Information gathering is a very important aspect of the design process, one that is used continuously throughout the project to make informed design decisions. This study reports the development of an authentic instrument used to assess skills related to information gathering in first-year engineering students. Existing assessment tools, such as the scenario-based Self- Knowledge Inventory of Lifelong Learning (SKILLS), developed by Conti & Fellenz, or the Self- Directed Learning Readiness Scale (SDLRS), developed by Guglielmino, were evaluated. While these have the advantage of being very easy to administer and analyze, one significant disadvantage is that they are self-reported and thus assess perceptions instead of demonstrated skills. For this study, we have developed a coding protocol to qualitatively evaluate written artifacts produced by first-year engineering students as part of their semester design project. The coding protocol identifies the classification, appropriateness, and documentation of individual sources used. The protocol also identifies overall strengths and weaknesses in regard to efficacy of information gathering, use of evidence to support arguments, and documentation of information sources across the artifact as a whole. In a sample of 25 randomly selected student produced memos from a pool of 263, approximately 35% of the sources cited could not be classified due to poor documentation, 76% of the sources used were electronic sources, of which less than 20% were rated as high quality. These results suggest that students did not seek information from a variety of quality sources and that documentation was a significant weakness. Results from this study inform design instruction in future first-year engineering courses.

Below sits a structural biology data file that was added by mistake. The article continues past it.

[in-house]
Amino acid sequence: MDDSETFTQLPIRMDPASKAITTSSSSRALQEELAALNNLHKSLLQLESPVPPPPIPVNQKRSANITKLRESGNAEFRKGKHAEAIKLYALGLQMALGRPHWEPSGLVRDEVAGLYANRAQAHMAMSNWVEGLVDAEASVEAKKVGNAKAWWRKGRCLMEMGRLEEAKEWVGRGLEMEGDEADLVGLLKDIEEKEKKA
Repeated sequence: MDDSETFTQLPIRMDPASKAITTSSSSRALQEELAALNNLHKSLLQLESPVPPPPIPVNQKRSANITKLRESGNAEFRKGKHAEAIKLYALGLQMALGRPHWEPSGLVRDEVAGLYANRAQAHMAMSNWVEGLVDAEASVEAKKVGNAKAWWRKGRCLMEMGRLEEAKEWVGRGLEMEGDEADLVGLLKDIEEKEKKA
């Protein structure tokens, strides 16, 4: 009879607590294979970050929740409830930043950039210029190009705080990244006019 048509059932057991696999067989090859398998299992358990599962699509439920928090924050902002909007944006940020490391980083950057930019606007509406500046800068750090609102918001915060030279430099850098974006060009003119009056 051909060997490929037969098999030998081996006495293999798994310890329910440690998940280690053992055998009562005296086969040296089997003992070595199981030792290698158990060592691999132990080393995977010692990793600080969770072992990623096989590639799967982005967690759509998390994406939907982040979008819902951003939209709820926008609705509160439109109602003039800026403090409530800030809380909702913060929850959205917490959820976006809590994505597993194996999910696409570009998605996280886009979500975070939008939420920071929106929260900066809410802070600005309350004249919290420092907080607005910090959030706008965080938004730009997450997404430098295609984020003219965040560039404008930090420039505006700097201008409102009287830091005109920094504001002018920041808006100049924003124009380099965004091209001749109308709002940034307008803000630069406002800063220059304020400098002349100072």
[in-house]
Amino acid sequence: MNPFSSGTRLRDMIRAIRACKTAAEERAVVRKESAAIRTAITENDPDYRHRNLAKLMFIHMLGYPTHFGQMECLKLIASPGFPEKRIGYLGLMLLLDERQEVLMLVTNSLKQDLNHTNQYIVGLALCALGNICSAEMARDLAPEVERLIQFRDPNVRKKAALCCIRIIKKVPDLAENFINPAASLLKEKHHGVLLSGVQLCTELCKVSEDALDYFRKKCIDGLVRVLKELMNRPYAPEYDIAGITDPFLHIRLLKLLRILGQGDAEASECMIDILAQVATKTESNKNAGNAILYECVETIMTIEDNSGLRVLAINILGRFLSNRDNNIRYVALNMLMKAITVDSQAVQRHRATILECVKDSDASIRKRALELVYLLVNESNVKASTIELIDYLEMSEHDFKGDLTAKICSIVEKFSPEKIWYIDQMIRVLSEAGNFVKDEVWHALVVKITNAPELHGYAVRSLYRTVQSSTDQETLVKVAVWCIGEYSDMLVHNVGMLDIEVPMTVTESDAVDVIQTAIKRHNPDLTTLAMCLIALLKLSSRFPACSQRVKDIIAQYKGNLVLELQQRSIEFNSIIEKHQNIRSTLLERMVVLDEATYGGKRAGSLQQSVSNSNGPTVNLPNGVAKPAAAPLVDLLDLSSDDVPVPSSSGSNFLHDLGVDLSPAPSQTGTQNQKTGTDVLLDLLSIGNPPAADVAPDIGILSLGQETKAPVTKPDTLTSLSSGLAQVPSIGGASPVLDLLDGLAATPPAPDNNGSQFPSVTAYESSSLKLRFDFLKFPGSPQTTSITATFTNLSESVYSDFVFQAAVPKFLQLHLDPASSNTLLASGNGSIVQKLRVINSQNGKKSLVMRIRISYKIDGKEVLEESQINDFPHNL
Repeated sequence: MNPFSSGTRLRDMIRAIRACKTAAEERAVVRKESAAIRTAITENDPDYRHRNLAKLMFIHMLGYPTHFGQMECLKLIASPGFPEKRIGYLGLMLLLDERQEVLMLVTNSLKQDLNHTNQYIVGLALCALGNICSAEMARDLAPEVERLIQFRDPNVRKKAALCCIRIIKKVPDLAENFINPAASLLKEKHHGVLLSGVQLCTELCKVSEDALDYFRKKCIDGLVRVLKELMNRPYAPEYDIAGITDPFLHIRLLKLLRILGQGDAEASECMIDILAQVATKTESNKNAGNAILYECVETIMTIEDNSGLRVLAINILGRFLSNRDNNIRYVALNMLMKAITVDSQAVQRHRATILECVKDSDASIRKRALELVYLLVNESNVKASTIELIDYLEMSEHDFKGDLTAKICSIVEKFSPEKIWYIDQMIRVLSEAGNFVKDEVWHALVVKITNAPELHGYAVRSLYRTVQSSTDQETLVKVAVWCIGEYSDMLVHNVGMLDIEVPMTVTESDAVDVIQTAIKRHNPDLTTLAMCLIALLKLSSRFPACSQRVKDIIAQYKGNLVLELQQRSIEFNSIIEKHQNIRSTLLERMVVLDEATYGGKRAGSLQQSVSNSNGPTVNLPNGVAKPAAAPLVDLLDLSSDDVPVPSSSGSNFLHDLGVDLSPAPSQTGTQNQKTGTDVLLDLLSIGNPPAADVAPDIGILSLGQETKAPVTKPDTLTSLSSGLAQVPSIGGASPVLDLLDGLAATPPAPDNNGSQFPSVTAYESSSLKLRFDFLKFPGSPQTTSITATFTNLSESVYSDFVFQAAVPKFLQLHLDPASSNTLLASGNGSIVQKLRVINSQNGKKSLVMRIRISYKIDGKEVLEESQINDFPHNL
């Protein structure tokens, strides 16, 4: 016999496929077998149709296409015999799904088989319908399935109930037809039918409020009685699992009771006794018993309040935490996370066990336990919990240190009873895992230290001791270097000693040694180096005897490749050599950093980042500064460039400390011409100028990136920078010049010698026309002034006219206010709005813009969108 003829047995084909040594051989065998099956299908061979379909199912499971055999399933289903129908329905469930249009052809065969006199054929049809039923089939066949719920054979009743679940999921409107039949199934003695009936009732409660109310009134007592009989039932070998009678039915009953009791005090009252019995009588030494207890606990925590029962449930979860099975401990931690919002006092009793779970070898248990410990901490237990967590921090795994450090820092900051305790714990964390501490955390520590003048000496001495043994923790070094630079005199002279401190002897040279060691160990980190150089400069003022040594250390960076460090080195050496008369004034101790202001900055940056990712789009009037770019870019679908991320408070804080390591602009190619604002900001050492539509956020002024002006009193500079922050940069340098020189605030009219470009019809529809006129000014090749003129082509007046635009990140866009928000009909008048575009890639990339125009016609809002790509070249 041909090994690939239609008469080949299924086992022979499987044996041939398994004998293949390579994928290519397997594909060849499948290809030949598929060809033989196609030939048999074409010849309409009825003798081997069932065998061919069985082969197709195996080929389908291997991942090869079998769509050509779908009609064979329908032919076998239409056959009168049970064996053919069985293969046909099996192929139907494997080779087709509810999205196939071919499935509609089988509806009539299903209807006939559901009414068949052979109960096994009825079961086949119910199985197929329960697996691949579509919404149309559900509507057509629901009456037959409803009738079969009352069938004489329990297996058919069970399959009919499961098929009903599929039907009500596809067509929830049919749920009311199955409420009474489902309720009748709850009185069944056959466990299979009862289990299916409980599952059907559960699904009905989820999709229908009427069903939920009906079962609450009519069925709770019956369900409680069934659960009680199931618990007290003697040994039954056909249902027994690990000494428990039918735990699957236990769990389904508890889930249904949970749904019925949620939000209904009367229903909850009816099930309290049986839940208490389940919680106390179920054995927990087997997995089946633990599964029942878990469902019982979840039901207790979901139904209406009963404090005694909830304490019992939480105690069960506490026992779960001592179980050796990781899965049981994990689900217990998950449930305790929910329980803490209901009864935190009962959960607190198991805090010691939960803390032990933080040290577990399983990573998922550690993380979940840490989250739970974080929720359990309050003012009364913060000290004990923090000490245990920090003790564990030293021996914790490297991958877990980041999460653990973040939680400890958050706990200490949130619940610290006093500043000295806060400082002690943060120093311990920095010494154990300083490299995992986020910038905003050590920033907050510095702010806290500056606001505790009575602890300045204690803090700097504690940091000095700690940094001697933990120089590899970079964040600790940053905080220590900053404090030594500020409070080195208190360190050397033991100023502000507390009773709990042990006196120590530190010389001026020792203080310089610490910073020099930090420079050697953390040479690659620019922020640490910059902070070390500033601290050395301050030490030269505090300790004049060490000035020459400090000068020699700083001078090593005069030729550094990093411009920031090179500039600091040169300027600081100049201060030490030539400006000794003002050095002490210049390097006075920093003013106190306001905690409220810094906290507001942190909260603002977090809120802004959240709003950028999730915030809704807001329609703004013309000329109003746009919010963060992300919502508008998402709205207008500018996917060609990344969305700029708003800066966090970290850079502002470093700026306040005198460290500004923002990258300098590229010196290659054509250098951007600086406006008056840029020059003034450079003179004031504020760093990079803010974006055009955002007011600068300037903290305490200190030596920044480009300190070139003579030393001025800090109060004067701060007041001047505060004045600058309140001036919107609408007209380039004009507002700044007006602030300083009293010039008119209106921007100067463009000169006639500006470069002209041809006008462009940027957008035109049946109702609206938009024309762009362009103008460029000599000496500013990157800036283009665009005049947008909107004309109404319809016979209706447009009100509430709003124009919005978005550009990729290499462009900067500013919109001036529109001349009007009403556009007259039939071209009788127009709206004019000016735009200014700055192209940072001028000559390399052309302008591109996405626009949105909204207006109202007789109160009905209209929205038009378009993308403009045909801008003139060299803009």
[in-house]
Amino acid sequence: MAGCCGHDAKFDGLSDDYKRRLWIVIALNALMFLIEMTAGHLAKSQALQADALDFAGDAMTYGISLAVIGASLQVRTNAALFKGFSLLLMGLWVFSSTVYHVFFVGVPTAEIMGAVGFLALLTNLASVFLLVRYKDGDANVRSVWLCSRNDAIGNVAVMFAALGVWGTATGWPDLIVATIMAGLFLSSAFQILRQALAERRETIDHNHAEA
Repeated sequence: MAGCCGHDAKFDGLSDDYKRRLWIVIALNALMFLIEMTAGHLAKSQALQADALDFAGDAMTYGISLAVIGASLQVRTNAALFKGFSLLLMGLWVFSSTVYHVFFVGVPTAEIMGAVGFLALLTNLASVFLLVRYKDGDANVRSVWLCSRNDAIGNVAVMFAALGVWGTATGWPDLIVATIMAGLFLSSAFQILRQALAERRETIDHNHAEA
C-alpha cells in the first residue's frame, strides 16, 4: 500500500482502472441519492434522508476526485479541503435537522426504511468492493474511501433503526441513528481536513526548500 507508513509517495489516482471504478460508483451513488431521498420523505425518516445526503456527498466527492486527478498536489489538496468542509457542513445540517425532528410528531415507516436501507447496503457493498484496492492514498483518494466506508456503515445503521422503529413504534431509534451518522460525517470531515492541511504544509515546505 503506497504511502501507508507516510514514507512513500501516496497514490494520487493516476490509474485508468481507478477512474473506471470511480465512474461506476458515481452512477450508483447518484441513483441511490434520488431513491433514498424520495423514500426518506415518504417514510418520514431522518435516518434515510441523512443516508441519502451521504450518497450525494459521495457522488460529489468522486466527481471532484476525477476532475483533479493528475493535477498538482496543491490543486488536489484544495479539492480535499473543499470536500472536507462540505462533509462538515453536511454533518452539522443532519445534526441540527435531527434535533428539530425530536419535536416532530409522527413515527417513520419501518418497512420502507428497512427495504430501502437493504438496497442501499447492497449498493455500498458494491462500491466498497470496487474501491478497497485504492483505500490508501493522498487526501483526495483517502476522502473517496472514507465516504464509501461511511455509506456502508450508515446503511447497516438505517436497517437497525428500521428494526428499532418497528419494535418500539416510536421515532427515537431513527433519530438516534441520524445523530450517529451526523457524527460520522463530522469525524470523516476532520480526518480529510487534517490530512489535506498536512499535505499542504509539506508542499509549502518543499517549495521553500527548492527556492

- information gathering; engineering education; engineering design
Available at: http://works.bepress.com/michael_fosmire/26/